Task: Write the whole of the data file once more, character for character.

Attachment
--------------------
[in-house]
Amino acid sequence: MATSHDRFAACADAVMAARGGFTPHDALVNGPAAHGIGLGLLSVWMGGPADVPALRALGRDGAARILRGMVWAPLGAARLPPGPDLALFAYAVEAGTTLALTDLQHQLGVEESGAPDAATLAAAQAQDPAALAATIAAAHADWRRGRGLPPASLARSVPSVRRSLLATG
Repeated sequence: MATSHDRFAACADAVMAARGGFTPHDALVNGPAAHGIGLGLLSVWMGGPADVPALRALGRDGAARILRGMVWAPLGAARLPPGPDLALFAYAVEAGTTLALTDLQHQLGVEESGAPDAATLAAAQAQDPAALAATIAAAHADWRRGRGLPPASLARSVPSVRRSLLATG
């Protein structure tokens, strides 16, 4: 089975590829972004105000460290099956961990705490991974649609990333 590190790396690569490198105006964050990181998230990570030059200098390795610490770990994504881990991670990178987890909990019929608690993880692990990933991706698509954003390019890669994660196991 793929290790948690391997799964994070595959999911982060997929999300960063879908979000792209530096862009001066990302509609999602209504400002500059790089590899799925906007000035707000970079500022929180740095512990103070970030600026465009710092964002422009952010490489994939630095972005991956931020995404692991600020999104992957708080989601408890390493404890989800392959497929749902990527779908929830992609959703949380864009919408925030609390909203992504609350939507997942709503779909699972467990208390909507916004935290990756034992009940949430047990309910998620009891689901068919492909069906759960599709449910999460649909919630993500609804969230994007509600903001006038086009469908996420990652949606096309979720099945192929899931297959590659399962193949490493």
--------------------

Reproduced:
[in-house]
Amino acid sequence: MATSHDRFAACADAVMAARGGFTPHDALVNGPAAHGIGLGLLSVWMGGPADVPALRALGRDGAARILRGMVWAPLGAARLPPGPDLALFAYAVEAGTTLALTDLQHQLGVEESGAPDAATLAAAQAQDPAALAATIAAAHADWRRGRGLPPASLARSVPSVRRSLLATG
Repeated sequence: MATSHDRFAACADAVMAARGGFTPHDALVNGPAAHGIGLGLLSVWMGGPADVPALRALGRDGAARILRGMVWAPLGAARLPPGPDLALFAYAVEAGTTLALTDLQHQLGVEESGAPDAATLAAAQAQDPAALAATIAAAHADWRRGRGLPPASLARSVPSVRRSLLATG
């Protein structure tokens, strides 16, 4: 089975590829972004105000460290099956961990705490991974649609990333 590190790396690569490198105006964050990181998230990570030059200098390795610490770990994504881990991670990178987890909990019929608690993880692990990933991706698509954003390019890669994660196991 793929290790948690391997799964994070595959999911982060997929999300960063879908979000792209530096862009001066990302509609999602209504400002500059790089590899799925906007000035707000970079500022929180740095512990103070970030600026465009710092964002422009952010490489994939630095972005991956931020995404692991600020999104992957708080989601408890390493404890989800392959497929749902990527779908929830992609959703949380864009919408925030609390909203992504609350939507997942709503779909699972467990208390909507916004935290990756034992009940949430047990309910998620009891689901068919492909069906759960599709449910999460649909919630993500609804969230994007509600903001006038086009469908996420990652949606096309979720099945192929899931297959590659399962193949490493």